1001 Inventions and the Library of Secrets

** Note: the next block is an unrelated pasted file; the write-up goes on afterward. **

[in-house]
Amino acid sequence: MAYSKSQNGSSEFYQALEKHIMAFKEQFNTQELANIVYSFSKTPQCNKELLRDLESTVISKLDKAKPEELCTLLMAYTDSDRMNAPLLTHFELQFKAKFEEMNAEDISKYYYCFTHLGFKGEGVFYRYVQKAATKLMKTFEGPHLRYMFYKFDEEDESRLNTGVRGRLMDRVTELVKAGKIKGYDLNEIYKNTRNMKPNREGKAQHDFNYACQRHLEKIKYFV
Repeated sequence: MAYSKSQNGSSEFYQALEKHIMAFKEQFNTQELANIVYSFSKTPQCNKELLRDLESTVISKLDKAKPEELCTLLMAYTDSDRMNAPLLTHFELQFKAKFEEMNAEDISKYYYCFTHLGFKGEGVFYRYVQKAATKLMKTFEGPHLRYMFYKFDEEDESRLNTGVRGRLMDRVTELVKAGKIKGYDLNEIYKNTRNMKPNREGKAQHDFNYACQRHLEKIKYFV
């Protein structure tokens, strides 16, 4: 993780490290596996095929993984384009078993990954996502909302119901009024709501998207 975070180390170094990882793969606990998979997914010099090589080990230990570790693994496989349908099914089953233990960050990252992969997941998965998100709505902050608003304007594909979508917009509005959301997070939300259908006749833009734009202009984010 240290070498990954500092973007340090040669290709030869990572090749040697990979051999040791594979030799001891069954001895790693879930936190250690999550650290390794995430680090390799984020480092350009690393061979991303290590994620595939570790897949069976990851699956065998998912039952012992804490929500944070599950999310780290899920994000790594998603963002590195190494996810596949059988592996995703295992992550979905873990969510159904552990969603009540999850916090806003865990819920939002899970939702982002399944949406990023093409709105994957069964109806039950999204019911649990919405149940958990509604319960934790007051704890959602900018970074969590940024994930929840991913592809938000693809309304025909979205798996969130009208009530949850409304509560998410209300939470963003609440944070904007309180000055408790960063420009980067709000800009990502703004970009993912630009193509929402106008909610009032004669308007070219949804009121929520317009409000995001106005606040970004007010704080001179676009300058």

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1001 INVENTIONS & AWESOME FACTS FROM MUSLIM CIVILIZATION FOR AGES 8-12 THIS GUIDE INCLUDES: HANDS-ON ACTIVITIES DISCUSSION TOPICS RESEARCH PROJECTS AND MORETABLE OF CONTENTS Classroom Companion Introduction 3 Create a Weather Almanac 24 Collect the Most Fascinating Facts 4 Exploring Architecture 26 35 Quizzily Questions 5 Creating Arabesque Art Activity 27 Garden Poetry Activity 17 Magic Carpet Stories 29 Constellation Mythology Report 18 Illustrating Sinbad’s Tales 29 Build Your Own Glider Activity 19 Build a Tent Frame Activity 30 Build a Pinhole Camera Activity 20 Model Windmill Activities 30 Numerical Challenges 22 Interview Show Group Project 31 Make a Rainbow Activity 23 Additional Research and Activities 32 ideas of earlier worldwide scholars and making breakthroughs MORE RESOURCES FROM THE FOUNDATION FOR SCIENCE, that helped pave the way for the European Renaissance. TECHNOLOGY, AND CIVILISATION: VIDEO AND WEBSITES “1001 Inventions and the Library of Secrets,” short feature film at All of the content in our books and resources has been www.1001inventions.com/libraryofsecrets researched and reviewed by a team of eminent historians of science. We strive to give the most accurate representation of www.MuslimHeritage.com (academic web portal; includes everything that we can, and we are committed to the continuous hundreds of articles and short reports related to Muslim heritage improvement of our work. We encourage feedback to help us with research, an interactive map, and a timeline) this process. E-mail us at info1001inventions.com. www.1001inventions.com/education (more teacher’s guides and 1001 INVENTIONS TEAM fun things for kids) Ahmed Salim (Producer); Rebecca Mileham (Editor); Yasir Kahf EDUCATIONAL POSTERS: Beautifully designed, these ten large (Producer) A1 size posters can be used in schools and can even form your FSTC RESEARCH TEAM own mini exhibition on Muslim Heritage. Includes the seven “Our Prof. Salim Al-Hassani; Prof. Mohammed El-Gomati; Ian Kendrick; Zones” posters plus an excellent “Our History Timeline” poster, the Margaret Morris; Prof. Rabie E. Abdel-Halim; Prof. Mohammed “Muslim Heritage World Map” poster, and the “Muslim Scholars” Abattouy; Dr. Salim Ayduz; Kaouthar Chatioui; Dr. Zohor Idrisi; poster. Order here: http://www.1001inventions.com/media/ Ayshah Ismail educational-posters NATIONAL GEOGRAPHIC WASHINGTON, DC—EXPLORERS HALL, National Geographic Society, Kate Olesin (Editor); David M. Seager (Art Director); Clifford August 3, 2012–February 3, 2013 Wohl (Writer and Educational Consultant); Eighty2degrees CHECK OUT OTHER 1001 INVENTIONS EXHIBITIONS COMING TO A Design (Designer); Lori Epstein (Senior Illustrations Editor); CITY NEAR YOU SOON: http://www.1001inventions.com Hillary Moloney (Illustrations Assistant); Kathryn Robbins (Associate Designer) ABOUT THE FOUNDATION FOR SCIENCE, TECHNOLOGY AND CIVILISATION The Foundation for Science Technology and Civilisation is a British Copyright © 2012 Foundation for Science Technology and Civilisation based, non-profit, non-religious, non-political organization. Published by the National Geographic Society. All rights reserved. Founded in the United Kingdom in 1999, FSTC works with Reproduction without written permission from the publisher leading academics around the world to engage with the public is prohibited. through research work, educational media, conferences and For information about special discounts for bulk purchases, events in order to highlight the shared cultural roots of science please contact National Geographic Books Special Sales: and technological inheritance of humanity. 1001 Inventions ngspecsalesngs.org was created by FSTC and launched in the United Kingdom in March 2006 to develop and deliver world class exhibitions For rights or permissions inquiries, please contact National and publications to further these aims. 1001 Inventions has Geographic Books Subsidiary Rights: ngbookrightsngs.org successfully educated millions of people around the world through its blockbuster global touring exhibition, books, For more information, please call 1-800-NGS LINE (647-5463), films, products, and educational resources. 1001 Inventions visit nationalgeographic.com or write to the following address: demonstrates that for a thousand years, from the 7th century National Geographic Society onward, exceptional scientific and technological advancements 1145 17th Street N.W. were made within Muslim civilization. Men and women of various Washington, D.C. 20036-4688 U.S.A. beliefs, languages, and backgrounds worked together and wrote hundreds of thousands of books, mainly in Arabic, building upon 2Classroom Companion Introduction 1001 INVENTIONS Packed with fascinating facts, 1001 Inventions & Awesome Facts from & AWESOME Muslim Civilization reveals ancient inventions, discoveries, and ideas FACTS that have shaped how we live today. From familiar mind games to FROM MUSLIM intriguing mosaic-patterned bowls and the elephant water clock, the CIVILIZATION book’s colorful pages celebrate advances made by men and women who lived in countries that were part of Muslim civilization from the 7th to the 17th centuries. The book is based on the belief that humankind can best move forward when people from all countries, cultures, and spiritual views work together. This title, along with an interactive exhibit, a book for adults, and rich online information, offers knowledge that demonstrates just how much today’s world has been influenced by the people of long ago. Each two-page themed spread is filled with facts that showcase the innovations by men and women of many faiths who lived during the Golden Age of Muslim civilization. Many of the facts lend themselves to further exploration through research projects, activities, web searches, and more. This guide provides questions, key Internet sites, and suggestions for such activities and creative programs. It also offers a wide range of approaches and options to utilize in the middle-school classroom. Whether the focus is science, social studies, or the arts, teachers can find ways to expand the curriculum with this book and this supplement. Each project is identified with the pages or subject in the book on which it is based, so students can work individually or in groups on several projects at the same time. 1001 Inventions & Awesome Facts from Muslim Civilization offers a variety of ways to excite students about science, history, and social studies. You may want to present the entire book to your whole class; you may use it for interstitial teaching, between subjects or in open time slots; you might have a few copies in your classroom for students to explore when they’ve completed other assignments either individually or in small groups; or, using the “The Golden Age of Muslim Civilization” section on pages 10–11, you might match 3a a a e e e S S S n n n a a a i i i p p p a a a s s s e e e S S S a a a d d d e e e C C C R R R A A A r r r a a a a a a r r r b b b t t t a a a i i i m m m u a u u a a S S S n n n P P P e e e n n n i i i n n n s s s u u u l l l a a a a a a e e e J J J S S S M M M e e e a a a d d d k k k i i i t t t c c c e e e r r r a a a v v v r r r a a a l l l n n n e e e B B B a a a a a a individual students with specific TH TH 7 TO 17 THE GOLDEN AGE OF MUSLIM CIVILIZATION CENTURIES subject pages based on their Welcome Welcome to the Golden Age of Mu to the Golden Age of Mu slim slim civili ciz va ili tion zat,ion during which , during which me m n and en and wom we om n of en of SELIMIYE SELIMIYE MECHANICAL MECHANICAL ASTROLABES ASTROLABES different faiths and cultures different faiths and cultures worw ke or d kt e o d gt eo ther gether to ctro c eat re ea thou te thou sands of i sands of i nven nv tions and entions and MOSQUE MOSQUE CLOCKS CLOCKS “Me“Me rriarr m” ia al m” -Astr al-Astr ulab u iy lab a iya discdi ov se cov rie es that chang ries that chang ed the ed the world world . Str . e St tching retching over th over th ree rcon ee con tine tn in te s,n ftrs om , from Spain and Spain and Mim Mim ar Sin ar an Sin becam an becam e e Al-JAl- azar Jazar i’s Eil’s ephan Elephan t t wasw sas kil le sk d il le atd m aa t ki m n ag ki ve ng r y very norno thern A rthern A fricfa th rica th rough the Middle Ea rough the Middle Ea st ts o Indon t to Indon esia and esia and Chin Chin a, Mu a, Mu slim slim civili ciz va ili tion zation famous famous in 16 in t h-cen 16th-cen tury tury Clock Clock is an is example an example of of accu arat ccue rat astr e a o str lab o es lab , co esm- , com- WINGED WINGED cont cont ribu rt ibu ed tt e o ad d to ad vanc vanc es in es in sciesnc cie enc , math e, math ema et ma icst , m icse , m dic ein die c,in te echn , techn olog oy l,o a gr ychi , artchi ect tu er ce t,ure, Turkey Tur key for for des ign desiign ng ing the the ingen ingen ious i ou mecha s mecha nica n lical plex plex gadge gadge ts fo ts r fo findin r findin g g and mo and mo re. Ch re.e Ch ck out the map eck out the map for hig for hig hligh hligh ts of things ts of things inve in nv te en d or di ted or di scov se cov red ered interests. W elcome P te o the Golden Age of Mu rhap slim cs iviliz att ion, during which her mee n and womi es n of a FLIGHT FLIGHT SELIMIYE MECHANICAL ASTROLABES talle ta r lle and r a w nd ider wi der dome dome d d devi dev cesi ce crs e a cted rea ted during during direct direct ions, io t ns, ell in tell g in time g time , , in this period. in this period. different faiths and cultures worked together to create thousands of inventions and ’Abbas ’Ab bas ibn iF bn irna Firna s s roofs roofs than than eve r eve befo r befo re. re. this golden age this golden age . . andan ob d s e ob rv sin er g v in the g t su he n sun MOSQUE CLOCKS “Merriam” al-Astrulabiya discoveries that changed the world. Stretching over three continents, from Spain and experiment experiment ed w ed it h w fl ityi h n flg ying Mimar Sinan became (page (page s 52–53 s 52–53 ) ) (pages (pages 38– 38 39– ) 39) andan star d star s. (p sa . ges (pa ges 24– 24 25– ) 25) Al-Jazari’s Elephant was skilled at making very northern Africa through the Middle East to Indonesia and China, Muslim civilization using a form of glider using a form of glider . . famous in 16th-century Clock is an example of accurate astrolabes, com- MAP KEY MAP KEY WINGED contributed to advances in science, mathematics, medicine, technology, architecture, (page (page s 30 s– 30 31) – 31) Turkey for designing the ingenious mechanical plex gadgets for finding HOUSE HOUSE FLIGHT Lands under Mus Lands under Mus lim contr lim contr ol at v ol at v arious arious and more. Check out the map for highlights of things invented or discovered EUR EUROPE OPE Balk Balk an an taller and wider domed devices created during directions, telling time, time ts f ime rom the 7th ce s from the 7th ce ntur ntu y onw ry onw ard ard future doctor in your class—he ’Abbas ibn Firnas OF WISDOM OF WISDOM in this period. PenPe inn su in la sula roofs than ever before. this golden age. and observing the sun Bosporus Bosporus Iberian Iberian experimented with flying In tI he n te he arle y arl 9ty h c 9t e h c ntu ent ryury Point of int Point of int ereser t est Edirne Edirne (pages 52–53) (pages 38–39) and stars. (pages 24–25) PenPe inn su in la sula Istanbul Istanbul using a form of glider. the tthe op tsop cies n ctiie sn tt s a ist ns a d nd Other c Other c ity ity MAP KEY Valencia Valencia Toledo Toledo Ana An toa litaolia (pages 30–31) scholars scholars from from many many Greec Gre eece HOUSE Córdob Córdob a a regions of the Mu regions of the Mu slimslim Lands under Muslim control at various Diyarb Diyarb akirakir EUR OPE Balkan Sicily Sicily times from the 7th century onward worw ld og rla d the gar the ed r at ed the at the OF WISDOM ATAT L ALNATNIT CI C Peninsula Granada Granada Alepp Ale o pp (no o w Ha (now Ha lab)lab) Bosporus or she might enjoy learning Iberian HouH se o ous f e o Wif sd W om isdom to st tud o sy tud , y, In the early 9th century Point of interest Edirne OCEAN OCEAN Crete Crete Cyprus Cyprus Mesopot Mesopot amia amia Peninsula ZH ZH ENG ENG HEH ’S E’S debd ae te b,a and te, and ma m ke a n k e e wnew Istanbul the top scientists and FezFez Other city Damascus Damascus Baghdad Baghdad Valencia Toledo discdi ov se cr ov ie e sr . (pages 32 ies. (pages 32 –33) – 33) WO W O O DEN ODEN An S atHIP oS liHIP aS S scholars from many Córdoba Greece Zheng Zheng He became He became Kufa Kufa PERPER SIASIA regions of the Muslim Sicily Diyarbakir adm adm iral iof ral t of he tChines he Chines e e world gathered at the (now Ir (now Ir an)an) A A AT S S L A N T I C I I A A AL-IDRISI’S AL-IDRISI’S Cair C oairo Granada Aleppo (now Halab) fleeflee t, sa ti,ling sailing in the in the ear lear y ly House of Wisdom to study, WORLD MAP WORLD MAP OCEAN Crete Cyprus Mesopotamia about the Muslim d ZH e ENG vHe E’Slopments WINDMILLS WINDMILLS 1400s 1400s the tb he igge bigge st st debate, and make new SURGICAL SURGICAL Egypt Egypt Fez Long Long before before Chr i Chr stophe istophe r r Damascus Baghdad wooden wooden ships ships the the discoveries. (pages 32–33) WOODEN SHIPS FiveF ive hun hu dre nd d rye ed ar ye s ars INSTRUMENTS INSTRUMENTS Columbus Columbus set s set ail ,s Mus ail, Mus lim lim Zheng He became worwo ld had rld had ever ever seen seen . . Kufa befo br efo e w rin e dm winidm lls ills PERSIA As fA as r f ba ar ck a back a s the s t1he 0th 10th schola schola r Al-Id r Al-Id risi r crea isi crea tedted admiral of the Chinese appe appe ared ar in ed Europe in Europe , the , y they (page (page s 64–65 s 64–65 ) ) (now Iran) A S I A AL-IDRISI’S Cairo cenc tu en ry t,u d ro yc , d to or cs to in rs th in ethe an a an tla a st s la howi s showi ng Europe, ng Europe, fleet, sailing in the early werwe e ar e commo a commo n sigh n si t gh int in Mecca Mecca WORLD MAP MusMu lim slw im orw ld ow rld orw ke od rkw eid th with Asia, A s and ia, and Nort Nort h Afr h iAfr ca.ica. WINDMILLS 1400s the biggest ArAr a bai a b n i a n parts of parts of SURGICAL the tMus he Mus lim li wo mrld wo .rld. Egypt Long before Christopher in surgical instruments surg si u cr a g l it co ao l lts. o Some ols. Some look look (page (page s 62–63 s 62–63 ) ) wooden ships the (pages (pa ges 84– 84– 85) 85) Five hundred years Sea Sea INSTRUMENTS Columbus set sail, Muslim simi sliar m it lar o t t ho os te ho w se e we PAPA C IC F II C F I C world had ever seen. before windmills use u ts oe da to y.d (pages ay. (pages 46–47 46–47 ) ) As far back as the 10th scholar Al-Idrisi created India India (pages 64–65) OCEAN OCEAN appeared in Europe, they OLDE OLDE STST DIS DIS TILL TILL ATA ION TION century, doctors in the an atlas showing Europe, Mecca were a common sight in UN U IV NE IV RSI ERSI TYT Y Jabi Ja r i bi bn r iH ba nyya Han yyan Muslim world worked with Asia, and North Africa. Ar a b i a n parts of the Muslim world. Mocha Mocha Fatim Faa tim al- aF a ih l-rFiih finan ri finan cedced perfecte perfecte d the d td he ist d ilis lat til io lat n ion surgical tools. Some look (pages 62–63) SouSo thu C th h iC nh aina (pages 84–85) SeaSea Sea and techniques from as far and an sud ps eu rp vie sr ev d i ste hd e the proces proces s, wh s,i ch wh i ich s st is il lstill similar to those we PA C I F I C buildin buildin g of g of the t Al he - Al- used u sie nd t he in tc he rea ct rion eat ion of of use today. (pages 46–47) India OCEAN OLDEST DISTILLATION Qara Qw ar iy aiw ni m yin o m sque osque in Fi e n z,Fez, perfume, perfume, gaso gla in so el,ine, UNIVERSITY Jabir ibn Hayyan MorMo occo ro,cco 1,150 , 1,1y 50 ear ys ea ar gs oago AFRIC AFRICAA plaspl tic as st , ic an s,d a mo nd r mo e. re. Mindanao Mindanao Mocha Fatima al-Fihri financed perfected the distillation South China that t ha is t n o isw nt ohe w tw he orl w d’ os rld’s (page (pa s ge 20–21 s 20–21 ) ) Sea and supervised the process, which is still olde osld t e as ct t ia vc e tu ivn e iv u er nis vier ty. sity. CACA ME ME RARA COFFEE COFFEE back as the 10th century. building of the Al- used in the creation of (pages (pages 16–17 16–17 ) ) A 9tA h-ce 9th-ce ntur ny tu Ar b y y s Asin bys ia sin n ian OB OB SCS UR CUR A A Qarawiyin mosque in Fez, perfume, gasoline, saw sea aw t iea ngt i coffee ng coffee bean bean s s Ibn Ibn al-H al- aytham’s Haytham’s expe expe ri- ri- Borneo Borneo Morocco, 1,150 years ago AFRIC A plastics, and more. Mindanao ener egi ne zr egi d z his ed go his a ts go .ats. men me ts n wi ts t h wi litght h li ght in a in a that is now the world’s (pages 20–21) Dem Dem anda for nd t for he t b he ean bs eans dark da room rk room (“camer (“camer a a oldest active university. COFFEE made m a Mocha, in Yemen, de Mocha, in Yemen, CAMERA obscu obscu ra” r in a” Latin in Latin ) pave ) pave d d INDIAN OCEAN INDIAN OCEAN (pages 16–17) A 9th-century Abyssinian the t ch he ie ch f t ir ea f d ting rad ing por t. port. OBSCURA Budding architects will find the the way way for fo mo r d mo ern dern saw eating coffee beans (page (pa s ge 80– s 8 80– 1) 8 1 ) Ibn al-Haytham’s experi- Borneo camera camera s. (pages s. (pages 34–35 34–35 ) ) energized his goats. ments with light in a ATAT L ALNATNIT CI C Demand for the beans dark room (“camera made Mocha, in Yemen, obscura” in Latin) paved INDIAN OCEAN OCEAN OCEAN the chief trading port. the way for modern (pages 80–81) the information about the cameras. (pages 34–35) AT L A N T I C OCEAN 10 11 Suleymaniye Mosque a good fit. The Golden Age of Muslim Civilization At the start of this guide, there are suggestions for a number of activities related to the book. Following the interactive experiences, there are specific activities and projects that enhance and explore information presented on particular subjects. Presenting Students’ Favorite Facts COLLECT The facts identified for each of the subject areas in 1001 Inventions THE MOST & Awesome Facts from Muslim Civilization are fascinating to read FASCINATING and consider, but perhaps too numerous for students to learn and FACTS remember them all. Let each student decide what is most interesting to him or her. Students should keep a running list of “favorite” facts—facts that are most surprising or facts that they feel have had an important impact on history and the present day. Set a goal of 25 facts per student. As you come to the end of your classwork with 1001 Inventions, ask each student to select two facts and prepare a brief presentation to the class about why he or she found these particular bits of information so compelling. These facts can be placed on tags and hung up around the room or on a bulletin board. 4 n n n S S S e e e a a a G G G u u u l l l f f f o o o f f f A A A d d d e e e n n n35 Quizzily Questions TEST YOUR KNOWLEDGE To keep track of how well students are absorbing and remembering what they are reading and studying in 1001 Inventions, have them answer factual questions such as those included here over the period you are working with the book. It’s fine for them to look up the answers; actually, that’s the point. The more they read and review the material, the more of it they will understand and make “their own.” FACTS ABOUT TOWNS (Pages 12–13) 1 Markets, homes, and bathhouses (called hammams) were neatly arranged around what building in Muslim towns? ANSWER: The mosque Kalyan Mosque, Bukhara, Uzbekistan FACTS ABOUT GARDENS (Pages 14–15) 2 Why were gardens important to Muslims? SAMPLE ANSWER: Gardens represented Paradise on Earth and were places to sit and think. Longwood Gardens, Pennsylvania, U.S.A. 5FACTS ABOUT SCHOOLS (Pages 16–17) 3 Name the four kinds of schools in Muslim civilization. ANSWER: Regular (primary) schools, houses of readers (high schools or madrasas), houses of hadiths (religious schools), and medical schools. FACTS ABOUT FASHION (Pages 18–19) 4 Who was Ziryab? SAMPLE ANSWER: Ziryab was a 9th-century musician and stylist from Baghdad who came to Cordoba subsequently influencing trends throughout Europe and North Africa. FACTS ABOUT CHESS (Pages 22–23) 5 How long have people been playing chess? ANSWER: For more than 1,000 years Chessboard 6FACTS ABOUT THE MOON (Pages 26–27) 6 Why is the crescent moon important to scholars and followers of Islam? SAMPLE ANSWER: Ramadan and other months in the Islamic calendar begin on the crescent moon. Moon during lunar eclipse 7 What kind of calendar do Muslims use? ANSWER: Lunar, called Hijri FACTS ABOUT CONSTELLATIONS (Pages 28–29) 8 What groundbreaking observation did Abd al- Rahman al-Sufi record in 964, and what information about each of the constellations did he provide? SAMPLE ANSWER: He recorded the first star system outside of the Milky Way galaxy, recognized later as the Andromeda galaxy. He also recorded the size, color, and position of 48 constellations. 7FACTS ON FLIGHT (Pages 30–31) 9 What two amazing feats in flight did ’Abbas ibn Firnas accomplish? SAMPLE ANSWER: He made the first recorded parachute jump and used the first known hang glider. Chinese red dragon kite FACTS ABOUT THE HOUSE OF WISDOM (Pages 32–33) 10 What is the Bayt al-hikma, and what does it tell us about Muslim civilization? SAMPLE ANSWER: The Bayt al-hikma was a place of learning in the Muslim world that had a massive library that included materials from throughout the known world as well as works by Muslim scholars. The House of Wisdom shows that the Muslim civilization valued learning and knowledge. VISION FACTS (Pages 34–35) 11 What are Ibn al-Haytham’s foundational contributions to the present-day understanding of vision? SAMPLE ANSWER: Ibn al-Haytham questioned earlier theories of vision and carried out detailed optical experiments that showed that we see because of light reflecting from objects, not emanating from our eyes. View through a camera lens with an open shutter 8NUMBER FACTS (Pages 36–37) 12 Al-Khwarizmi’s name is associated with which branch of mathematics? ANSWER: Algebra 13 Why were Arabic numerals also called ghubari numbers? SAMPLE ANSWER: Muslims once used dust (ghubar) boards to make calculations. FACTS ABOUT CLOCKS (Pages 38–39) 14 Why was timekeeping so essential to Muslims? SAMPLE ANSWER: They had to know when it was time to perform the five daily prayers. Modern clock mechanisms 9FACTS ABOUT GAMES (Pages 40–41) 15 Name three inventions of the Banu Musa brothers. SAMPLE ANSWER: Early robots, the on-off switch, and the gas mask FACTS ABOUT MEDICINE (Pages 44–45) 16 Name three medical specialties practiced in the countries and towns of Muslim civilization. SAMPLE ANSWER: Pediatrics, ophthalmology, and surgery FACTS ABOUT SURGERY (Pages 46–47) 17 Who is considered by Muslims as the “father of modern surgery”? Name three things he did to earn this title. SAMPLE ANSWER: Muslims consider Al-Zahrawi as the “father of modern surgery” because he created many surgical tools, including the scalpel; he used catgut to make internal stitches in patients; and he wrote a medical book that was translated into Latin so that European doctors could use it. 10FACTS ABOUT EARTH SCIENCE (Pages 48–49) 18 What are four areas of earth science in which scholars of Muslim civilization did pioneering work? SAMPLE ANSWER: Geology, meteorology, botany, and zoology Sand dunes of Erg Chebbi, in Morocco FACTS ABOUT ARCHITECTURE (Pages 52–53) 19 What are three hallmarks of Muslim civilization’s architecture? SAMPLE ANSWER: Domes, arches, and towers Inside of Suleymaniye Mosque in Istanbul, Turkey FACTS ABOUT POTTERY (Pages 54–55) 20 What was the “luster” technique? SAMPLE ANSWER: The luster process made clay items look like they were made from precious metals. 11FACTS ABOUT ART AND DESIGN (Pages 56–57) 21 What is “arabesque” art? SAMPLE ANSWER: Arabesque art is a type of geometric art. FACTS ABOUT PENS AND PAPER (Pages 60–61) 22 How did people in Muslim civilization learn about papermaking? ANSWER: From captured Chinese soldiers FACTS ABOUT GEOGRAPHY (Pages 62–63) 23 Why would a map made during Muslim civilization look upside down to people today? SAMPLE ANSWER: Maps made during this time usually put the south on the top of the map and the north on the bottom, the opposite of how maps are created today. 1224 What were two of Piri Reis’s contributions to geography and navigation? SAMPLE ANSWER: Piri Reis created a very accurate “Map of the Americas” and a second map of the northwestern part of the Atlantic Ocean that included Newfoundland off the east coast of Canada. FACTS ABOUT EXPLORATION (Pages 64–65) 25 Whose famous journeys introduced the giraffe to China? ANSWER: Zheng He FACTS ABOUT TRADE AND MONEY (Pages 68–69) 26 What was the Silk Route? SAMPLE ANSWER: The Silk Route was a 7,000- mile-long trade route that connected China to markets in the Muslim world and Europe. 13FACTS ABOUT WAR AND WEAPONS (Pages 72–73) 27 Describe Sultan Mehmed II’s cannon. Where can it be seen today? SAMPLE ANSWER: The bronze cannon weighed 18 tons and had to be made in two pieces and screwed together. It was more than 17 feet long and more than two feet in diameter, and its barrel was almost 10 feet long. It can be seen today at the Fort Nelson Museum in Portsmouth, England. 28 What did Muslim civilization call “the egg which moves itself and burns when it hits the target”? ANSWER: The torpedo FACTS ABOUT CASTLES AND KEEPS (Pages 74–75) 29 What is the advantage of a round tower over a square tower? SAMPLE ANSWER: An approaching enemy could be seen coming from any direction from a round tower, and there were no corners for an enemy to hide behind. Citadel in Aleppo (now Halab), Syria 14FACTS ABOUT COMMUNICATION (Pages 76–77) 30 Al-Kindi developed a way to break codes called “frequency analysis.” Using that method, what letter in English is the most frequently used? Describe how knowing that information can help break a code. SAMPLE ANSWER: The most common letter used is “e.” Once the symbol or substitute letter being used to represent the letter “e” is known, then the code breaker can work backward to figure out other letters in a word, like “be” or “we” or “me,” until all of the code is broken. FACTS ABOUT FARMS (Pages 78–79) 31 Name three new crops farmers grew as Muslim civilization developed agriculture. SAMPLE ANSWER: Rice, sugarcane, and saffron FACTS ABOUT COFFEE (Pages 80–81) 32 What port was the center of the coffee trade between the 15th and 17th centuries? ANSWER: Moccha 15WATER FACTS (Pages 82–83) 33 What are qanats? SAMPLE ANSWER: Qanats were tunnels that carried water long distances underground so that it wouldn’t evaporate. 34 What was Al-Jazari’s contribution to the delivery of water for irrigation and sanitation? SAMPLE ANSWER: Al-Jazari designed water- driven suction pumps that replaced animal power with water power and gears to improve irrigation and sanitation. WINDMILL FACTS (Pages 84–85) 35 In what country were windmills first developed, and why was this country especially suited to their use? SAMPLE ANSWER: Windmills were first developed in Persia. The country was especially suited to their use because steady winds blow across the region’s deserts. 16GARDEN POETRY ACTIVITY Facts About Gardens That Will Grow on You (Pages 14–15) Gardens were important to Muslim civilization. They served as a symbol of an earthly Paradise, they added beauty to mosques and to towns, they offered shade, they were a place to grow food, and they provided a quiet place for reflection. Gardens also inspired a form of poetry called rawdhiya. Arrange a class trip to a local botanical garden or nursery. Ask an expert at the garden or nursery to speak to students about the plants they are observing so they will be able to differentiate and better appreciate them. Students should take photographs or sketch the plants and flowers they learn about. Once back in the classroom, ask students to write a poem about one of the trees, shrubs, or flowers they saw. Encourage them to make the poems sensory, so that they convey to readers how the plant looks, feels, and smells, and how it made the poet observer feel. After the poems are completed, hold a poetry reading and perhaps create an online slide-show with the photos, sketches, and poems. Students also could compile the poems into an anthology that could stay in the classroom or be displayed in the school library for the larger student body. If possible, make copies of the anthology for each student to keep. Learn more about this culture’s love of gardens: “Islamic Aesthetics, Gardens and Nature.” FSTC Research Team, 2007. www.muslimheritage.com/topics/default.cfm?ArticleID=654 “Abbasid Gardens in Baghdad and Samarra.” Qasim Al-Samarrai, 2002. www.muslimheritage.com/topics/default.cfm?ArticleID=316 A. Watson, “Gardens of Islam,” in Agricultural Innovation in the Early Islamic World; Cambridge University Press, 1983; pp. 117-8. www.muslimheritage.com/topics/default.cfm?ArticleID=309 17CONSTELLATION MYTHOLOGY REPORT Stellar Facts About Constellations (Pages 28–29) Since ancient times the stars and other celestial bodies have fascinated humans. Many cultures named the groups of stars they saw and told mythical stories about the fixed star patterns of the night sky. These star patterns are called constellations. Muslim astronomers built observatories to study the stars, the moon, and the planets. The Muslim astronomer Al-Sufi wrote a book on these fixed stars that updated the Greek astronomer Ptolemy’s star catalog. For centuries, Al-Sufi’s book was the standard constellation handbook. While modern astronomers map constellations by the boundaries of a group of stars, early astronomers named them for the patterns they saw in them. Have students choose a constellation and write a report on the myths surrounding it. Students also should draw the constellation and tell where and when in the night sky it is likely to be seen. Other things they can report on are: The most prominent star in the constellation The type of star it is—its classification, temperature, etc. A listing of the 48 original constellations and more information can be found at: “Arabic Star Names: A Treasure of Knowledge Shared by the World.” FSTC Research Team, 2007. www.muslimheritage.com/topics/default.cfm?ArticleID=833 Laffitte, Roland. “Our Arab Heritage in the Celestial Vault” . 2008. www.muslimheritage.com/topics/default.cfm?ArticleID=934 Schmitz, Marion. “Star names: history.” International Astronomical Union, IAU Commission 5, 2004. http://cdsweb.u-strasbg.fr/IAU/starnames.html “Arabic Star Names.” Jordanian Astronomical Society. www.icoproject.org/star.html 18BUILD YOUR OWN GLIDER ACTIVITY Soaring Facts on Flight (Pages 30–31) Perhaps the first person to attempt to construct a flying machine and take it into the air was Muslim scientist ’Abbas ibn Firnas in the 9th century in Cordoba, Spain. He gained knowledge of flight by studying birds. Today’s students have an advantage over him because they have seen gliders and airplanes in action. Have students create their own glider or paper airplane. They should experiment with different designs, sizes, and weight of paper, and they should try adding an external weight such as a paper clip to the nose or taping a straw to the centerfold to see the effect. For each Chinese red dragon kite change in the design they should record the results, noting which glider design: Stayed in the air longest Had the longest flight Had the straightest flight path Their findings can be entered into a chart like the one below. PAPER AIRPLANE DESIGN Design Design Design Design Design Design 1 2 3 4 5 6 Design description Time in air (seconds) Length of flight (feet or meters) Description of flight path Notes: 19BUILD A PINHOLE CAMERA ACTIVITY Eye-Popping Vision Facts (Pages 34–35) Much of what is known about the eye and vision was influenced by scientists in Muslim civilization beginning in the 9th century. Scientist and philosopher Al-Kindi improved earlier knowledge of optics, and Ibn al-Haytham revolutionized that science. Among other things, he experimented with a pinhole camera. Your students can create their own pinhole cameras—a simple camera without a lens and with a single small aperture. Light passes through the hole and projects an inverted image on the opposite side of the box. 1. The shoebox used in this activity should be 12 inches long by EACH STUDENT WILL NEED: 8 inches wide by 4 inches deep. Measure out a 5 inch by 10 Shoebox inch rectangle on the bottom of the box. Ruler 2. Using the ruler as a straight edge, carefully cut out the Sharpened pencil rectangle with the utility knife. Utility knife 3. Cut a piece of tissue or tracing paper larger than the cut-out Clear adhesive tape rectangle and tape it over the opening. Scissors 4. Draw a 2 inch by 2 inch square in the center of the box’s cover. 3 x 3-inch heavy-duty You can find the center of the cover by drawing two diagonal aluminum foil lines. The place where the lines intersect is the center. Cut White tissue paper or out the 2 inch by 2 inch square. tracing paper 5. Use the sharpened pencil to poke a small hole in the center of Flat (matte) black paint the piece of aluminum foil. (optional) 6. Tape the foil over the square in the cover. Make sure that the Plastic water bottle, foil is completely taped down on all four sides so that light any size will only pass through the hole. 7. As an option, paint the inside of the cover with the flat black paint. 8. Place the cover onto the bottom portion of the box and seal it with tape. 9. The pinhole camera will work best in a darkened room with a strong back light coming through a window. 10. Place an object such as a plastic water bottle on the windowsill. 20